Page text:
The Forum is excited to announce the first recipients of its new social practice grant, HUMAN:ties, inspired by the statewide impact of Sarah Davies’ 100Stone Project.
The selected proposal is a partnership between Ryan Romer, a Yupik/Athabascan multi-disciplinary artist, and Jimmy Riordan, a cross-disciplinary artist based in Anchorage.
Their two-year, cross-disciplinary, research based project and resulting co-authored artwork in the Yukon-Kuskokwim Delta region of Alaska will explore homelessness - a multifaceted, complex issue especially in Alaska where there is a history of seasonality, subsistence, nomadism, and itinerancy.
"When thinking about homelessness," Riordan and Romer wrote in their grant application, "we cannot help but find ourselves discussing how conversations on the topic are often rooted in an assumption that we as a people have a shared definition of home and what it is to have or not have a home. It is our hope that this project and the resulting artwork will question this assumption and help start a conversation about homelessness that acknowledges the complexity of the topic as it relates to the Yukon-Kuskokwim Delta specifically, and Alaska more generally."
The project will involve a partnership with people and organizations in Bethel and other communities in the region. Through research, visits, discussions, gathering and sharing, Riordan and Romer will create an artistic work together with the various individuals and groups that participate.
"Many of the homeless in cities like Anchorage are Alaska Native, often Yu'pik from Western Alaska," explain Riordan and Romer. "We are interested in this in relation to how homelessness and the issues that lead to homelessness are dealt with in smaller communities. This is why we plan to collaborate with the Winter House in Bethel and other local partners in the area."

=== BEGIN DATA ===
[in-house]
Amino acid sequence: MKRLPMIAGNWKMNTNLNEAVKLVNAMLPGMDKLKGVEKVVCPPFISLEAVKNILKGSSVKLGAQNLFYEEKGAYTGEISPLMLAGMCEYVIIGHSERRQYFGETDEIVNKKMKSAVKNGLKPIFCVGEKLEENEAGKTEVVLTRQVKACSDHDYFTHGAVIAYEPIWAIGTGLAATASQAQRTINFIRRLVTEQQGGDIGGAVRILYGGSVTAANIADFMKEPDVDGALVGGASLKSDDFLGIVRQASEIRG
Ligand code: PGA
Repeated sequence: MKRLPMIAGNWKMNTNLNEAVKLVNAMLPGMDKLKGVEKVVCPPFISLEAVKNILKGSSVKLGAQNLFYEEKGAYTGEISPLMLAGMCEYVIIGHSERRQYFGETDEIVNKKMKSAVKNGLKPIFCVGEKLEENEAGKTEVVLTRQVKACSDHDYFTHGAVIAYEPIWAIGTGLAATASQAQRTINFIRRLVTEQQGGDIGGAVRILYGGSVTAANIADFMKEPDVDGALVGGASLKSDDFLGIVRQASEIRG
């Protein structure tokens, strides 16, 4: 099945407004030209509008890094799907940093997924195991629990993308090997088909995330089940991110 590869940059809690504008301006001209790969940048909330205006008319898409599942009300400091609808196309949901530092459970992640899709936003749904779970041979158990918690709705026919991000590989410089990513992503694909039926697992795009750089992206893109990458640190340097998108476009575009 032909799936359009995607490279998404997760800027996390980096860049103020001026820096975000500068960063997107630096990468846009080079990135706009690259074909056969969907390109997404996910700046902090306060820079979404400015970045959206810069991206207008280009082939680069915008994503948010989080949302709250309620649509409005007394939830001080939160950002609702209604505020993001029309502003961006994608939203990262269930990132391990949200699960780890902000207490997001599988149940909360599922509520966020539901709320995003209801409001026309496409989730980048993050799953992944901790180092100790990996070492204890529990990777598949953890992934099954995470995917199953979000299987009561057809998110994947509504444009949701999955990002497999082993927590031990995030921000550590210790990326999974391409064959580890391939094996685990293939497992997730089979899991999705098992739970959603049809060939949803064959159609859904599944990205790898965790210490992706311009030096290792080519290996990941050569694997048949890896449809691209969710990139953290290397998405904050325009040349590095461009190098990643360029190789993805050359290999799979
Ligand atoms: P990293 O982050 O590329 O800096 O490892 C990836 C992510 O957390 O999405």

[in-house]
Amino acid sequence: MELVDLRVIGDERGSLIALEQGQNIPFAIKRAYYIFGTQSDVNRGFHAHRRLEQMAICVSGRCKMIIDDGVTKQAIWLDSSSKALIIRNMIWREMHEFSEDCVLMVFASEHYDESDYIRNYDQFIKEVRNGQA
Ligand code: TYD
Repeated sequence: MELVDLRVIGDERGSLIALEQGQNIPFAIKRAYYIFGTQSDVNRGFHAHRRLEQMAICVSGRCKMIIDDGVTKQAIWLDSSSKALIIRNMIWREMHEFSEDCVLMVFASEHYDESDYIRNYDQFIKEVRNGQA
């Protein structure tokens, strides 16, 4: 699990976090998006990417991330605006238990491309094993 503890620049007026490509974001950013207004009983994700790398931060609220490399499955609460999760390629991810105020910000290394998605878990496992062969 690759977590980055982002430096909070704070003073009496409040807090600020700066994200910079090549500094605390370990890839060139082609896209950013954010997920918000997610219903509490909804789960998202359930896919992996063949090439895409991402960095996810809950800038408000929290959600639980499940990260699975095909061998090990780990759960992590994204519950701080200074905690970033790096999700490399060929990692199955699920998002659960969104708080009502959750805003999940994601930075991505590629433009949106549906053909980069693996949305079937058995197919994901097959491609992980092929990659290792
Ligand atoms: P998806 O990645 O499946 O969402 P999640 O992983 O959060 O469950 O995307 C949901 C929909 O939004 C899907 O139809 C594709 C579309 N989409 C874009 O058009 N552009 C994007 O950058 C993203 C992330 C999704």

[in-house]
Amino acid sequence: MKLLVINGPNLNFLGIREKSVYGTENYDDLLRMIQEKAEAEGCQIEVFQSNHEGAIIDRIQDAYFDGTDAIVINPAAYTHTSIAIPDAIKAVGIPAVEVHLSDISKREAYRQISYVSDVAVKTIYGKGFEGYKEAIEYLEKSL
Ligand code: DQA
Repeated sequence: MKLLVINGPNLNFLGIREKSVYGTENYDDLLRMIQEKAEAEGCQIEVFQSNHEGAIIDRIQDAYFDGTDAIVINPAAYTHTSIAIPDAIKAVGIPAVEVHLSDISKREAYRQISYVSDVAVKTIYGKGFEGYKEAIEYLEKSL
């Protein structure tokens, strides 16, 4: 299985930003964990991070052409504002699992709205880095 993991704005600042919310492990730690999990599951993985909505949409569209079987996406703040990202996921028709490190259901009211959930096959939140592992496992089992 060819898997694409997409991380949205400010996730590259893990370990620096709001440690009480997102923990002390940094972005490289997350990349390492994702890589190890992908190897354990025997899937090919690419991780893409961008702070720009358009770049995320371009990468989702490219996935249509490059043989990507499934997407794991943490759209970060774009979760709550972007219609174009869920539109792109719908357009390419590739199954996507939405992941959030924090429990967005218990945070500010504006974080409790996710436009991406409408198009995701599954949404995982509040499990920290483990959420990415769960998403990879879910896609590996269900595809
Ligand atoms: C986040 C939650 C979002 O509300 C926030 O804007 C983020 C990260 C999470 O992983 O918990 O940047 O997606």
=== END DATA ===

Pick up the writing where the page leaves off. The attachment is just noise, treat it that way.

Riordan's art is often participatory and involves collaboration with other artists, craftspeople and social scientists. He has a background in printmaking and artist books, and print media is often involved in his artwork. The son of an anthropologist working with Yu’pik people from the YK Delta, Riordan spent some time in his youth in Toksook Bay and as an adult, he has traveled to villages in the area as a teaching artist.
Romer grew up in Bethel, the grandchild of one of the starting families of the village of Aniak, with family members in many villages in the area, in a house where family and friends often stayed for extended periods while traveling around the region. While he now lives in Anchorage, Romer's artwork is still deeply rooted in western Alaska, his paintings and prints drawing from experiences, stories and folklore from bush Alaska, and his photography capturing nomadic lifestyles as they exist in contemporary Alaska.
A grant committee reviewed a strong pool of diverse and innovative proposals for creative advocacy projects as part of the selection process for HUMAN:ties, all in response to the goal of addressing the diverse experiences of isolation and promoting a deeper understanding of the invisible ties between self and community.
"I was struck by something the Executive Director of Fairbanks Rescue Mission Rodney Gaskins said in our Summer issue of FORUM Magazine," explained Megan Zlatos, the Forum's Director of Grants and Special Projects. "He said, 'People don't become homeless when they lose a house or they run out of money; they become homeless when they run out of relationships.' Our mission, at its heart, is to connect people. We're not a social services agency, we can't provide people a house, food, or a job. That's not our role. So what are we doing getting involved in homelessness? We're exploring the impact of relationships and connections on individuals and communities. Ryan and Jimmy really get that, and their project is all about building trust and connection through conversation. Conversation is core to our work, I can't wait to learn from what they do."